A year after the pandemic upended the state’s court system, creating a backlog of cases that could take years to address, jury trials will soon resume in some unconventional settings. An elegant wedding venue in Randolph, where a nightclub has been outfitted with portable cells. A former movie theater in Springfield, a Holiday Inn in Pittsfield. Function rooms at a Cape Cod resort that features a water park.
With many courthouses lacking adequate space or ventilation to meet coronavirus guidelines, court officials are scrambling to find locations where trials can be held safely in the coming months, with space for social distancing taking clear priority over ambience. In Suffolk County, court officials have approached their federal counterparts about holding state criminal trials at the John Joseph Moakley US Courthouse, a large, modern facility that has been retrofitted during the pandemic.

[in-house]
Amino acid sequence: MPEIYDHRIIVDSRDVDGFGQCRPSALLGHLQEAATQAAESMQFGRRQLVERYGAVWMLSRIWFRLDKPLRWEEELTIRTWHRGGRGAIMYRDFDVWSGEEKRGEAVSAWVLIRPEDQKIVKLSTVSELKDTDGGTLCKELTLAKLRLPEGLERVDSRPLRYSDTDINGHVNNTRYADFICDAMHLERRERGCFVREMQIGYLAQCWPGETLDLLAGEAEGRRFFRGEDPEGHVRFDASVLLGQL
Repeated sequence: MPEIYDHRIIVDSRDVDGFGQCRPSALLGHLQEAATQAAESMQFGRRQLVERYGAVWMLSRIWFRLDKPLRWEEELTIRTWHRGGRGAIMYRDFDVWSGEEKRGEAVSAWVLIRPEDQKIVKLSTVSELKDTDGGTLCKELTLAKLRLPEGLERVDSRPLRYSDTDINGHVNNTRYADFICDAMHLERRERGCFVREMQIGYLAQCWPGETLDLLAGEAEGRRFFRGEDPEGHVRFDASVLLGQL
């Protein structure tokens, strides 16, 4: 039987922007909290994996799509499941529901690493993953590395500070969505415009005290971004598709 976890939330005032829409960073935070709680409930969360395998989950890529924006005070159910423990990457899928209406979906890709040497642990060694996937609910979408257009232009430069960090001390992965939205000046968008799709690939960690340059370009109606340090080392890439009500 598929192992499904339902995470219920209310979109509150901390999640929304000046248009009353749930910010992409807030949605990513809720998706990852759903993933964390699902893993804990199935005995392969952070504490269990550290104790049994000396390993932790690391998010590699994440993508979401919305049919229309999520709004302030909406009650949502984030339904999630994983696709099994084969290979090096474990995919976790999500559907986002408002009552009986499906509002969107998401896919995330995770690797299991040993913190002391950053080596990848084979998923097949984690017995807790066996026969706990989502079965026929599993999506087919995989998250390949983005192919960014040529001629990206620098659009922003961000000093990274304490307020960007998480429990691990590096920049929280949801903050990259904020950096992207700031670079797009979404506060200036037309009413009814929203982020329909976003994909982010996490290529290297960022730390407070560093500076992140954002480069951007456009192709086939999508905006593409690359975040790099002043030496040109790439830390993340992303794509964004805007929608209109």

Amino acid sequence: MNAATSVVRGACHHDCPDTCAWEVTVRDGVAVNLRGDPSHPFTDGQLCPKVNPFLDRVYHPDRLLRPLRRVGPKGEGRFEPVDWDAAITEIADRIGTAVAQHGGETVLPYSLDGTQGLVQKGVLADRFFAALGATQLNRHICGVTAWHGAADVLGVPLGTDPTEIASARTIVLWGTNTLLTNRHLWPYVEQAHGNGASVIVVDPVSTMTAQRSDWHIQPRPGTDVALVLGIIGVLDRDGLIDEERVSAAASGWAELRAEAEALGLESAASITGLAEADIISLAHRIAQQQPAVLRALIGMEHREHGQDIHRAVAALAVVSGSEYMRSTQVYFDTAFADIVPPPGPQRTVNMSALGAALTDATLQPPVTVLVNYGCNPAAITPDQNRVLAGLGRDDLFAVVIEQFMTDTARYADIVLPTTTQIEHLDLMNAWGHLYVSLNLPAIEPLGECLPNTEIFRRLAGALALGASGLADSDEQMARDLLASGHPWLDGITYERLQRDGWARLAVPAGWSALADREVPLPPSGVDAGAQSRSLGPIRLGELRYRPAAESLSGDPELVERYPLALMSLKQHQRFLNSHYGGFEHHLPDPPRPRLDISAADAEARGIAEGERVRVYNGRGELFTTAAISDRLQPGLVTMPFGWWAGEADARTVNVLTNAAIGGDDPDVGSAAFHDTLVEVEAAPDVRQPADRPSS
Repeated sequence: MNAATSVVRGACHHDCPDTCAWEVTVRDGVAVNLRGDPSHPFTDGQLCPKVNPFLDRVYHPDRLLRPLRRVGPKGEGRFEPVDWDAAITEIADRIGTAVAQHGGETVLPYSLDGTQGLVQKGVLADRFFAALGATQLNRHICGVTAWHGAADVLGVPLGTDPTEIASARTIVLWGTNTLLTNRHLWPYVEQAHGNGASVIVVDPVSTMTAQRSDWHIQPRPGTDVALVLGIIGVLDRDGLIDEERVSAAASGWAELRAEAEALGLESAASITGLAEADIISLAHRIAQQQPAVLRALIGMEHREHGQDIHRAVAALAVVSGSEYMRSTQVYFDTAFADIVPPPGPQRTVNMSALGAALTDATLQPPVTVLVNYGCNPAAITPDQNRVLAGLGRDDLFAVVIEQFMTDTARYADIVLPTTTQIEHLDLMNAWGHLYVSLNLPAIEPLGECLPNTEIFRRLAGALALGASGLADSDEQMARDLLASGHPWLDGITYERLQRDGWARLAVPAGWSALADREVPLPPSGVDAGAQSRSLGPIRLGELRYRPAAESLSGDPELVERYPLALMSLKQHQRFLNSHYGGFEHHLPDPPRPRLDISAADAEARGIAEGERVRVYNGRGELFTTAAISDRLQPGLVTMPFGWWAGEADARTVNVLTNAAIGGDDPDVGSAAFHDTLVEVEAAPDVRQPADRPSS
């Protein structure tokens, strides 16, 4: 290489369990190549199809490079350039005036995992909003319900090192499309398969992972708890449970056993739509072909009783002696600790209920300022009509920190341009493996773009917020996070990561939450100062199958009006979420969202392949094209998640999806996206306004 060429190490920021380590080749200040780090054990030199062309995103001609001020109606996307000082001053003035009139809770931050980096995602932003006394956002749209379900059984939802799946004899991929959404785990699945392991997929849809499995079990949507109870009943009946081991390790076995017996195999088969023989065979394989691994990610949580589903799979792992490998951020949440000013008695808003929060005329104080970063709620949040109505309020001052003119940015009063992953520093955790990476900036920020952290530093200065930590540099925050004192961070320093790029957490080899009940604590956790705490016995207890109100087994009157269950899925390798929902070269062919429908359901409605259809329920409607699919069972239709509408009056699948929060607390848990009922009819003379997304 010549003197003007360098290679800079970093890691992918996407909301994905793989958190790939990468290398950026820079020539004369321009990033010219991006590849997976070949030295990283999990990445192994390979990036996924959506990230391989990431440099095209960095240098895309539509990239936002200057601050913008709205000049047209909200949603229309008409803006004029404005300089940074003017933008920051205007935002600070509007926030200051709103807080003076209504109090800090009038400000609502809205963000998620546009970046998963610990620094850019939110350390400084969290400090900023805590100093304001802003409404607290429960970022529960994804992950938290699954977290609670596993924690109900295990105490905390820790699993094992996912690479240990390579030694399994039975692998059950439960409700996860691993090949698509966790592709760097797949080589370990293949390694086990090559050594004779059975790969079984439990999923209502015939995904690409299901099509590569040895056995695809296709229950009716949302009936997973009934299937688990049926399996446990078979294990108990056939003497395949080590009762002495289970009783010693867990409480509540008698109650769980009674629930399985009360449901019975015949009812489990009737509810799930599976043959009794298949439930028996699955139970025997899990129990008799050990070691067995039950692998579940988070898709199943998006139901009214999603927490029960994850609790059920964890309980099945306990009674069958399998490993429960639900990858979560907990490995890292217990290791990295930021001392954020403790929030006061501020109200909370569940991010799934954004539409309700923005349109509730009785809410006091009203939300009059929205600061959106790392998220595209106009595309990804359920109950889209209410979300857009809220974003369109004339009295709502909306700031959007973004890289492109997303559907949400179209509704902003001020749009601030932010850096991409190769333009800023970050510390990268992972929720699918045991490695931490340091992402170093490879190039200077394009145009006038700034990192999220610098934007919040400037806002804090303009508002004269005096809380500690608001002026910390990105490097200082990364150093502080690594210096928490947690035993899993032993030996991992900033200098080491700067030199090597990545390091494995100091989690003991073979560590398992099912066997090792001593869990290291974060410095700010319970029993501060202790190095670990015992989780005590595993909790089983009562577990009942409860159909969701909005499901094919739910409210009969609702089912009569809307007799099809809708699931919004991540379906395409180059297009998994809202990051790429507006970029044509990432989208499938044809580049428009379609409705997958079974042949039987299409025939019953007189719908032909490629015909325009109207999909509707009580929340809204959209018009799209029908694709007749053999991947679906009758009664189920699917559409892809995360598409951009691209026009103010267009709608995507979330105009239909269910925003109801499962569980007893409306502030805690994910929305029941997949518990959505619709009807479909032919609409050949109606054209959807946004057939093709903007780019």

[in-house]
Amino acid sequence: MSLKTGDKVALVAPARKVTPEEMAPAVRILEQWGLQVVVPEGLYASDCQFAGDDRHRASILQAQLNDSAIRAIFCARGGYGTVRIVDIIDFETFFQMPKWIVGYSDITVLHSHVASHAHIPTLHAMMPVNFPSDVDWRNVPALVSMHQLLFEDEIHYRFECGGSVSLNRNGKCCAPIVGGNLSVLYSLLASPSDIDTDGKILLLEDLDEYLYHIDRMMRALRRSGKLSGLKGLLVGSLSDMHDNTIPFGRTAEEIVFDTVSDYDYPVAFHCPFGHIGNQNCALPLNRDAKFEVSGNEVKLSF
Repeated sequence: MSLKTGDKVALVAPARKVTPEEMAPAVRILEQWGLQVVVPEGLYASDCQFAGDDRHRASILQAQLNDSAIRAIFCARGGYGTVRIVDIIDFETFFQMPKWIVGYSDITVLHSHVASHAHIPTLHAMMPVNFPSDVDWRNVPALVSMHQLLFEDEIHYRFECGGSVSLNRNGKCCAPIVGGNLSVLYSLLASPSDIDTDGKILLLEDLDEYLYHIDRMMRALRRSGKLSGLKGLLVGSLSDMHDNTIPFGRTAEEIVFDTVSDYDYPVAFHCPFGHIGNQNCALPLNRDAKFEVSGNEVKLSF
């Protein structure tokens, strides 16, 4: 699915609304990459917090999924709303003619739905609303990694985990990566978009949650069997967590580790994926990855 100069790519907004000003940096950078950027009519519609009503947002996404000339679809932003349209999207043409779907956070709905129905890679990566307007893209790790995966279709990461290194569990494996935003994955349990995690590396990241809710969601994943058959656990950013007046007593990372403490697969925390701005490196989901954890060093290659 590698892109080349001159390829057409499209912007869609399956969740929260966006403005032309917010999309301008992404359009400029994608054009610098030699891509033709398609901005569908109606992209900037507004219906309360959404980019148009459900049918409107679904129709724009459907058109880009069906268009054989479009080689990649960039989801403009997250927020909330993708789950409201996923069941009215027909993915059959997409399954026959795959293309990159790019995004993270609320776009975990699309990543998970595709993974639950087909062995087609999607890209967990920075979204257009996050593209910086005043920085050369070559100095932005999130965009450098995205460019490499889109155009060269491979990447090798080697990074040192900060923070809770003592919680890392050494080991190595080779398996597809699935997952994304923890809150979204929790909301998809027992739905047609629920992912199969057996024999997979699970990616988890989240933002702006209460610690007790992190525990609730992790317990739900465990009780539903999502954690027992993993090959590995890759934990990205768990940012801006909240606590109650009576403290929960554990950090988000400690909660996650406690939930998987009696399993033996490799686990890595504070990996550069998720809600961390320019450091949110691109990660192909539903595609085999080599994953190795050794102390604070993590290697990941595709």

“We are going to be trying a case in a banquet hall,” said Norfolk District Attorney Michael Morrissey, noting that the county’s first jury trial in more than a year is expected to be held in April at Lombardo’s in Randolph. “It’s going to take two or three years to get out from under the backlog. And it’s going to take longer if we don’t have alternative sites.”
Morrissey said his office has more than 20 murder cases awaiting trial, and about 250 second-offense drunk driving cases. Yet many of the county courthouses are old and deteriorating, with poor ventilation, and none have been cleared for jury trials. Lombardo’s will provide short-term relief, but more alternative sites are needed, he said. He has urged the court to consider outdoor sessions and lease space at the Sons of Italy hall in Quincy.
“It’s not only that defendants have their right to have their case heard, but victims deserve justice,” Morrissey said.